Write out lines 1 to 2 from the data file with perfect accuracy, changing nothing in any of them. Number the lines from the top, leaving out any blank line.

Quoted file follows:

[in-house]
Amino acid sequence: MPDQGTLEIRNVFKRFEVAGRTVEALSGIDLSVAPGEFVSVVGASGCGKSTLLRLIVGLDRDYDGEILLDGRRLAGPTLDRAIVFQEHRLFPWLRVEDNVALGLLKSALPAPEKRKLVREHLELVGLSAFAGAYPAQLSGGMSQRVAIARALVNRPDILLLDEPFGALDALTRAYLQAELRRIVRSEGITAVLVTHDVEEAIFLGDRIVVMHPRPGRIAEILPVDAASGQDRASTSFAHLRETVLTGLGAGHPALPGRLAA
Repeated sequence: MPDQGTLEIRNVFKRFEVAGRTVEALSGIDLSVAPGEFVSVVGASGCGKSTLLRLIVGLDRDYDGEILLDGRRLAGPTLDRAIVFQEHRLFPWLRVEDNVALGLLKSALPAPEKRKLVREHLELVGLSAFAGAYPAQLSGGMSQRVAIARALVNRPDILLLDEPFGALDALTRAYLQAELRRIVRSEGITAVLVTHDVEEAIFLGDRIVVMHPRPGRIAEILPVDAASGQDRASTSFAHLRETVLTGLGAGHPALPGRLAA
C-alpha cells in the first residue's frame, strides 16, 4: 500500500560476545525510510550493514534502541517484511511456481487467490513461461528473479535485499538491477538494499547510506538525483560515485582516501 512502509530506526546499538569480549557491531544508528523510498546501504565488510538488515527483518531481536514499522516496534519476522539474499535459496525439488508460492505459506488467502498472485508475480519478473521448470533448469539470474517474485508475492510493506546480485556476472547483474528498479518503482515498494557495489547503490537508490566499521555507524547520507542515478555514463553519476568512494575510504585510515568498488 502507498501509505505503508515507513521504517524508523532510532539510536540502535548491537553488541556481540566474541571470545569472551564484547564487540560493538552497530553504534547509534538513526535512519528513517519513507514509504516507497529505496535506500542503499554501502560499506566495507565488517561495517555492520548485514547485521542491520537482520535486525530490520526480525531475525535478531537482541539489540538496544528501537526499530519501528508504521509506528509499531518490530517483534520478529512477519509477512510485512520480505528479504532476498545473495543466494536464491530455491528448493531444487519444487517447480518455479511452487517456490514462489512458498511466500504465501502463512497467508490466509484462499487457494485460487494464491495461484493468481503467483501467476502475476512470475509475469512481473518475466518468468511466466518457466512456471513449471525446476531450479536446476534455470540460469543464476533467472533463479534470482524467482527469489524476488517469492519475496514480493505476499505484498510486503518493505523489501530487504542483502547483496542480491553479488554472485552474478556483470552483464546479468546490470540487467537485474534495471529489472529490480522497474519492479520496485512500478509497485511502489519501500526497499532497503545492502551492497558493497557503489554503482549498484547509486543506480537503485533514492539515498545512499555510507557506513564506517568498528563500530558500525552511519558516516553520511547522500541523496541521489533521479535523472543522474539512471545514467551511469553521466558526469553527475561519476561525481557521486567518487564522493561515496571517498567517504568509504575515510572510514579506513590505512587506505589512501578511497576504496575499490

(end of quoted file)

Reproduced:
[in-house]
Amino acid sequence: MPDQGTLEIRNVFKRFEVAGRTVEALSGIDLSVAPGEFVSVVGASGCGKSTLLRLIVGLDRDYDGEILLDGRRLAGPTLDRAIVFQEHRLFPWLRVEDNVALGLLKSALPAPEKRKLVREHLELVGLSAFAGAYPAQLSGGMSQRVAIARALVNRPDILLLDEPFGALDALTRAYLQAELRRIVRSEGITAVLVTHDVEEAIFLGDRIVVMHPRPGRIAEILPVDAASGQDRASTSFAHLRETVLTGLGAGHPALPGRLAA